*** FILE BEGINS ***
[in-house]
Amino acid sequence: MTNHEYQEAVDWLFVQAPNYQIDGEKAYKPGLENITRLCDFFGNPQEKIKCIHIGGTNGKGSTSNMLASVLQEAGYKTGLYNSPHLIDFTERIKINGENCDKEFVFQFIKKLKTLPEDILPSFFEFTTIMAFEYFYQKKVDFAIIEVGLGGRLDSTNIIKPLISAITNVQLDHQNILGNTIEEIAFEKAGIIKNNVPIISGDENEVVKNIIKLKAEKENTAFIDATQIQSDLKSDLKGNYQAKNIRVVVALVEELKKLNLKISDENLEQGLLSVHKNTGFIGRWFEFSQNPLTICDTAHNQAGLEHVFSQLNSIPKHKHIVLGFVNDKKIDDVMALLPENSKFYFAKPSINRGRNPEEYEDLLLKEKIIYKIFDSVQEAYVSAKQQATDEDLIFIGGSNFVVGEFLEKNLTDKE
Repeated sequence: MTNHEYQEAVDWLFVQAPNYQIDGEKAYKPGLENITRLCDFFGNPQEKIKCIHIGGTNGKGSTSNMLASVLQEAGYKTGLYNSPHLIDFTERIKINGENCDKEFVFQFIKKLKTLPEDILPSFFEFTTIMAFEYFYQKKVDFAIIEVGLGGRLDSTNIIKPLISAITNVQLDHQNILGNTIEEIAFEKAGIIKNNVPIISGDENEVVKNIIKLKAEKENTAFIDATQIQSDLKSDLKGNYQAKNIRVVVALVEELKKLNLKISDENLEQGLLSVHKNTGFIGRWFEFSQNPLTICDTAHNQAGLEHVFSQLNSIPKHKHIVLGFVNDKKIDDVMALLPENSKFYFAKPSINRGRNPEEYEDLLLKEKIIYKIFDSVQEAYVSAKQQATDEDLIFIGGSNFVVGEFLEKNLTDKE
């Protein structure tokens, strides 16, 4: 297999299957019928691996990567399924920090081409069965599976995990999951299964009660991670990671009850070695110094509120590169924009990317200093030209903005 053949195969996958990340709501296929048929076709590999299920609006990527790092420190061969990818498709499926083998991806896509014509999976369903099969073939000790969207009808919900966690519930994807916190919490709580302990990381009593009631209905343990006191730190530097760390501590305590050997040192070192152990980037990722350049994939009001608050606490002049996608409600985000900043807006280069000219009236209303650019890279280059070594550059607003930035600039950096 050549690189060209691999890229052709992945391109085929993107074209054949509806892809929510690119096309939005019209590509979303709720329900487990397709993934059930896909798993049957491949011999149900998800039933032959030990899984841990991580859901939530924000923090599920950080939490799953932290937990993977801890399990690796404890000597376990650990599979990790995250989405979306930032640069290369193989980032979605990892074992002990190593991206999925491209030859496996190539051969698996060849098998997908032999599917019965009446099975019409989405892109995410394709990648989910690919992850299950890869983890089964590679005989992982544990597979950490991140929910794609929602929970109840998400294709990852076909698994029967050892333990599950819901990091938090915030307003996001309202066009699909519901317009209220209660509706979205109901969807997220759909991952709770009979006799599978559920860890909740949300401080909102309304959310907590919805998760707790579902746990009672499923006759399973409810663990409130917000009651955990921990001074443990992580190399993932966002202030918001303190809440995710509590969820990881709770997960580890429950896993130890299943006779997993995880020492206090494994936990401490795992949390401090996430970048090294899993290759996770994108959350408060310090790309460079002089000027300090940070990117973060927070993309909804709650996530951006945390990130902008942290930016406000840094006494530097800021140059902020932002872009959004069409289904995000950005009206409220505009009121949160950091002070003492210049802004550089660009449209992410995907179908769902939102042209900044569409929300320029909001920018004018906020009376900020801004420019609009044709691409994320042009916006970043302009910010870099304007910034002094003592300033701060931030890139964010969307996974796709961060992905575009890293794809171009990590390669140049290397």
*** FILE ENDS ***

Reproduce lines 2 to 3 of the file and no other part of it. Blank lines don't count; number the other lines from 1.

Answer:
Amino acid sequence: MTNHEYQEAVDWLFVQAPNYQIDGEKAYKPGLENITRLCDFFGNPQEKIKCIHIGGTNGKGSTSNMLASVLQEAGYKTGLYNSPHLIDFTERIKINGENCDKEFVFQFIKKLKTLPEDILPSFFEFTTIMAFEYFYQKKVDFAIIEVGLGGRLDSTNIIKPLISAITNVQLDHQNILGNTIEEIAFEKAGIIKNNVPIISGDENEVVKNIIKLKAEKENTAFIDATQIQSDLKSDLKGNYQAKNIRVVVALVEELKKLNLKISDENLEQGLLSVHKNTGFIGRWFEFSQNPLTICDTAHNQAGLEHVFSQLNSIPKHKHIVLGFVNDKKIDDVMALLPENSKFYFAKPSINRGRNPEEYEDLLLKEKIIYKIFDSVQEAYVSAKQQATDEDLIFIGGSNFVVGEFLEKNLTDKE
Repeated sequence: MTNHEYQEAVDWLFVQAPNYQIDGEKAYKPGLENITRLCDFFGNPQEKIKCIHIGGTNGKGSTSNMLASVLQEAGYKTGLYNSPHLIDFTERIKINGENCDKEFVFQFIKKLKTLPEDILPSFFEFTTIMAFEYFYQKKVDFAIIEVGLGGRLDSTNIIKPLISAITNVQLDHQNILGNTIEEIAFEKAGIIKNNVPIISGDENEVVKNIIKLKAEKENTAFIDATQIQSDLKSDLKGNYQAKNIRVVVALVEELKKLNLKISDENLEQGLLSVHKNTGFIGRWFEFSQNPLTICDTAHNQAGLEHVFSQLNSIPKHKHIVLGFVNDKKIDDVMALLPENSKFYFAKPSINRGRNPEEYEDLLLKEKIIYKIFDSVQEAYVSAKQQATDEDLIFIGGSNFVVGEFLEKNLTDKE